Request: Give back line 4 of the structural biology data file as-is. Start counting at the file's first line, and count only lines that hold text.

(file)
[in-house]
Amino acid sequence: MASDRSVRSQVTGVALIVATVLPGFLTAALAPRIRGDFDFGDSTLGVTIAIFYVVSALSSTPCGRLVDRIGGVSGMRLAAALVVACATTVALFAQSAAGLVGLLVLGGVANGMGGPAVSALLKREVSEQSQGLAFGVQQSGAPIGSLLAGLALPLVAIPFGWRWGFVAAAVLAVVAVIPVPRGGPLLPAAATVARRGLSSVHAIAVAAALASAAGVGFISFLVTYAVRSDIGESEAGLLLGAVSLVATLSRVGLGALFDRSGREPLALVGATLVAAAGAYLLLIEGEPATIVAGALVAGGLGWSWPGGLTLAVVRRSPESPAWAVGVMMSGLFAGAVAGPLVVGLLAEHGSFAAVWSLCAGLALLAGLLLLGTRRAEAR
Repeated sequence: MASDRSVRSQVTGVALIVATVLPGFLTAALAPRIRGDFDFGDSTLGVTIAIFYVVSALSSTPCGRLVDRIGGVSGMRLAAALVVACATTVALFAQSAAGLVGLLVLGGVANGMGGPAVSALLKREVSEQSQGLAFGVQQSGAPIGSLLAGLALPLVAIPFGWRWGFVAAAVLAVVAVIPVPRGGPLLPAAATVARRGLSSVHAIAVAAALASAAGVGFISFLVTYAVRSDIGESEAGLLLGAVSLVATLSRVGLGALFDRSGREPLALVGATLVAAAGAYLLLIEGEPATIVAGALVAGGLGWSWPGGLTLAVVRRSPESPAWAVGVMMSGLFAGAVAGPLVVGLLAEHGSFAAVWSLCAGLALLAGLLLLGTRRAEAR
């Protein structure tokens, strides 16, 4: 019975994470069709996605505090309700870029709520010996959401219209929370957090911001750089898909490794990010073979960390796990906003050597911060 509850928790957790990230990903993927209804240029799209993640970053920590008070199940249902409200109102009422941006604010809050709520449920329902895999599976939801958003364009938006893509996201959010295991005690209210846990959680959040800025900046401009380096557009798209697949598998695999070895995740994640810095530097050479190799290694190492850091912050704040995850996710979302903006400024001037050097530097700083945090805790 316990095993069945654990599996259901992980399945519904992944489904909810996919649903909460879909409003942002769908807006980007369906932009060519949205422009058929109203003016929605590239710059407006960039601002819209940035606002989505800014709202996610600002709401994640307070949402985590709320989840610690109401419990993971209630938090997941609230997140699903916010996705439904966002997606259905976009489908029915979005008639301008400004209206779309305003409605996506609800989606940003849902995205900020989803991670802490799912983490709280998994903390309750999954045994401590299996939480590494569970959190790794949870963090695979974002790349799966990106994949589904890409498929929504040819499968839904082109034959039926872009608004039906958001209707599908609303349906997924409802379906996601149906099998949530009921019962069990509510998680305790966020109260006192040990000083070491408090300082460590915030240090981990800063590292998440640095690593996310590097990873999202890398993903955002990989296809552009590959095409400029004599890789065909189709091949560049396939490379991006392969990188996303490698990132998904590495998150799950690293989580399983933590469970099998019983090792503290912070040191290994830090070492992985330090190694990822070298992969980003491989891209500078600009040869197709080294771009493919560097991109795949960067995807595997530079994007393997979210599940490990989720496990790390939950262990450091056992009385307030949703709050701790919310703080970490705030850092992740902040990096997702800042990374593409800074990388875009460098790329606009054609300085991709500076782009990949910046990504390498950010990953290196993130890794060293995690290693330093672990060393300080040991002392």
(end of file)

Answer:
């Protein structure tokens, strides 16, 4: 019975994470069709996605505090309700870029709520010996959401219209929370957090911001750089898909490794990010073979960390796990906003050597911060 509850928790957790990230990903993927209804240029799209993640970053920590008070199940249902409200109102009422941006604010809050709520449920329902895999599976939801958003364009938006893509996201959010295991005690209210846990959680959040800025900046401009380096557009798209697949598998695999070895995740994640810095530097050479190799290694190492850091912050704040995850996710979302903006400024001037050097530097700083945090805790 316990095993069945654990599996259901992980399945519904992944489904909810996919649903909460879909409003942002769908807006980007369906932009060519949205422009058929109203003016929605590239710059407006960039601002819209940035606002989505800014709202996610600002709401994640307070949402985590709320989840610690109401419990993971209630938090997941609230997140699903916010996705439904966002997606259905976009489908029915979005008639301008400004209206779309305003409605996506609800989606940003849902995205900020989803991670802490799912983490709280998994903390309750999954045994401590299996939480590494569970959190790794949870963090695979974002790349799966990106994949589904890409498929929504040819499968839904082109034959039926872009608004039906958001209707599908609303349906997924409802379906996601149906099998949530009921019962069990509510998680305790966020109260006192040990000083070491408090300082460590915030240090981990800063590292998440640095690593996310590097990873999202890398993903955002990989296809552009590959095409400029004599890789065909189709091949560049396939490379991006392969990188996303490698990132998904590495998150799950690293989580399983933590469970099998019983090792503290912070040191290994830090070492992985330090190694990822070298992969980003491989891209500078600009040869197709080294771009493919560097991109795949960067995807595997530079994007393997979210599940490990989720496990790390939950262990450091056992009385307030949703709050701790919310703080970490705030850092992740902040990096997702800042990374593409800074990388875009460098790329606009054609300085991709500076782009990949910046990504390498950010990953290196993130890794060293995690290693330093672990060393300080040991002392």